FIGHTING FOR OUR BIRTHRIGHT
Public lands are our birthright. They belong to every American regardless of race, income, gender, or zipcode. Our public lands sustain fish and wildlife, clean air and water, and tell the stories of our people. But public lands are constantly under attack from special interests. There are strong business interests and politicians who would rather dismantle our public lands system to sell them off to the highest bidder, regardless of the consequences it has on the environment and our people. Their motives are privatization and profit from exploitation, at all costs. The Nuestra Tierra Conservation Project, its partners and its members, will fight to keep public lands in public hands in New Mexico where threats are imminent through public advocacy and engagement.
SAVING THE GILA RIVER
The Gila River, one of the last free-flowing rivers in the Southwest, is home to the nation's first designated wilderness area. History abounds in and around the Gila River. Geronimo, a fierce defender of his Apache homeland, was born among the headwaters of the Gila. Before the nomadic Apache, the inhabitants of the cliffs built their homes in the tributary canyons of the Gila. Fragments of pottery, petroglyphs and pictographs tell the stories of ancient people who lived in the Gila Wilderness thousands of years ago. The ecology of the Gila, as well as the fish and widlife that it sustains, is now under threat from a proposed diversion project that would benefit only a handful of special interests, and Hispanic families would have to bear the financial burden.
PROTECTING OTERO MESA FROM OIL & GAS DEVELOPMENT and hardrock mining
Otero Mesa, located in Otero County, is home to the last Chihuahuan desert grasslands and the nation's last remaining desert prairie. Thousands of ancient pictographs and petroglyphs dot the landscape, preserving the cultural integrity of the Native people who have inhabited it for thousands of years. Places such as Wind Mountain are considered sacred to the Mescalero Apache and Ysleta del Sur Pueblo. Otero Mesa is also home to New Mexico's last remaining native pronghorn antelope herds, an abundant mule deer population, and a complex ecosystem of more than 1,000 species of wildlife. But Otero Mesa is in danger of becoming an industrial wasteland - a hotbed for oil and gas development. Otero Mesa must be protected and withdrawn from any potential mineral development for the sake of our future generations.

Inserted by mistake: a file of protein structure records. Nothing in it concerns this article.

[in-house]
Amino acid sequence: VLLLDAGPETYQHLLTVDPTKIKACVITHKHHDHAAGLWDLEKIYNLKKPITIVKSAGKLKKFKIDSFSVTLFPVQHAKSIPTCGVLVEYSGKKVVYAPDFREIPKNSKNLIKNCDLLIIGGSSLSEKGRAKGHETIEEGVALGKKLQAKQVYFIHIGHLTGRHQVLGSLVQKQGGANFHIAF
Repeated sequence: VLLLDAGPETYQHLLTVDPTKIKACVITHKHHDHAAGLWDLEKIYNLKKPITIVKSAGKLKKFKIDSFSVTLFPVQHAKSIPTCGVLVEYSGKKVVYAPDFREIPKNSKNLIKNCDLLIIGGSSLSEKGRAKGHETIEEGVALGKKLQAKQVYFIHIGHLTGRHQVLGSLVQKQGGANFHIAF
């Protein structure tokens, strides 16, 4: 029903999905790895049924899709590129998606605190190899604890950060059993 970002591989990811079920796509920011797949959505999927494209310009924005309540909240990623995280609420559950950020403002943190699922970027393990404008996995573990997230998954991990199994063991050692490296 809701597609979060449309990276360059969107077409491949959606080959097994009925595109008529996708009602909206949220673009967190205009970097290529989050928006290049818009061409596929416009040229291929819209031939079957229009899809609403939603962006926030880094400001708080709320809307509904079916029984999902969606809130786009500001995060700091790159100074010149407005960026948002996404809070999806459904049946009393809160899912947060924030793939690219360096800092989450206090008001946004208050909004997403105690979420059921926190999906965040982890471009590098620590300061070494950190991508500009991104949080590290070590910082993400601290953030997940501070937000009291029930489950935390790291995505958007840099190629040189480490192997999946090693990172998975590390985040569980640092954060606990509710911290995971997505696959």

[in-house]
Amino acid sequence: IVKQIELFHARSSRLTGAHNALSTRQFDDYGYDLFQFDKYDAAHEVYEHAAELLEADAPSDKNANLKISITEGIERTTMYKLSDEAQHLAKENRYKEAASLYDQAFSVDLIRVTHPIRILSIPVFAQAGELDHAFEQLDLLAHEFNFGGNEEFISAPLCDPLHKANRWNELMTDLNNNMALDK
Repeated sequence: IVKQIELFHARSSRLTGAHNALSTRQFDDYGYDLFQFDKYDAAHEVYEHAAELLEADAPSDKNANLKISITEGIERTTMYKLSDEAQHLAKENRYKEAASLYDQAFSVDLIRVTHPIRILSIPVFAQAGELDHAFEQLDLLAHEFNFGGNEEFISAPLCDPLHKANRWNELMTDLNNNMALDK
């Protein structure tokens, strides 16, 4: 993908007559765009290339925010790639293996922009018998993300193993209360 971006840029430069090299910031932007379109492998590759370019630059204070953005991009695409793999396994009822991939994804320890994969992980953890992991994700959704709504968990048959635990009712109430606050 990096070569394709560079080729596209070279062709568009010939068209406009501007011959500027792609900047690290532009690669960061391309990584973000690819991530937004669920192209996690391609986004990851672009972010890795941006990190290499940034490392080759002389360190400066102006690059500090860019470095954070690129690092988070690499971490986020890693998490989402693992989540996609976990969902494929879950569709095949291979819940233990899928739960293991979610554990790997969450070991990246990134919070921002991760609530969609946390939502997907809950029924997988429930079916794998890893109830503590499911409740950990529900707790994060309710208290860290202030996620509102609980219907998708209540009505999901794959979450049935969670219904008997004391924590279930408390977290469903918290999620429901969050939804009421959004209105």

STOPPING THE BORDER WALL
President-elect Donald Trump's call for a "massive" border wall between the United States and Mexico disregards the rich binational cultural history of the US-Mexico border, including New Mexico. Nuestra Tierra strongly believes that the U.S. can only move forward by strengthening its ties with Mexico and honoring the culture and people that have been here long before the drawing of the US-Mexico boundaries. Additionally, a border wall would permanently harm the Chihuahuan and Sonoran desert ecosystems and wildlife corridors. In March 2017, Nuestra Tierra and one of its founding organizations, the New Mexico Wildlife Federation, drafted a letter to New Mexico Gov. Susana Martinez asking her to actively oppose the use of state resources to facilitate the construction of the border wall.
PROTECTING THE ORGAN MOUNTAIN-DESERT PEAKS AND RIO GRANDE DEL NORTE NATIONAL MONUMENTS
Two of New Mexico's most culturally significant and protected national monuments are under threat from extremists in Congress. Prominent members of the "Anti-Public Lands Caucus"have threatened to challenge the permanence of monuments created through the Antiquities Act and have vowed to reverse the will of the people. New Mexicans fought hard to preserve their public lands and will not be bullied by those would rather sell off our public lands to the highest bidder. Nuestra Tierra will work to ensure the permanence and additional protection for two of New Mexico's most beautiful treasures. Do you have a story about what makes these monuments special to you? Submit your story and we'll feature it in the Nuestra Tierra Blog.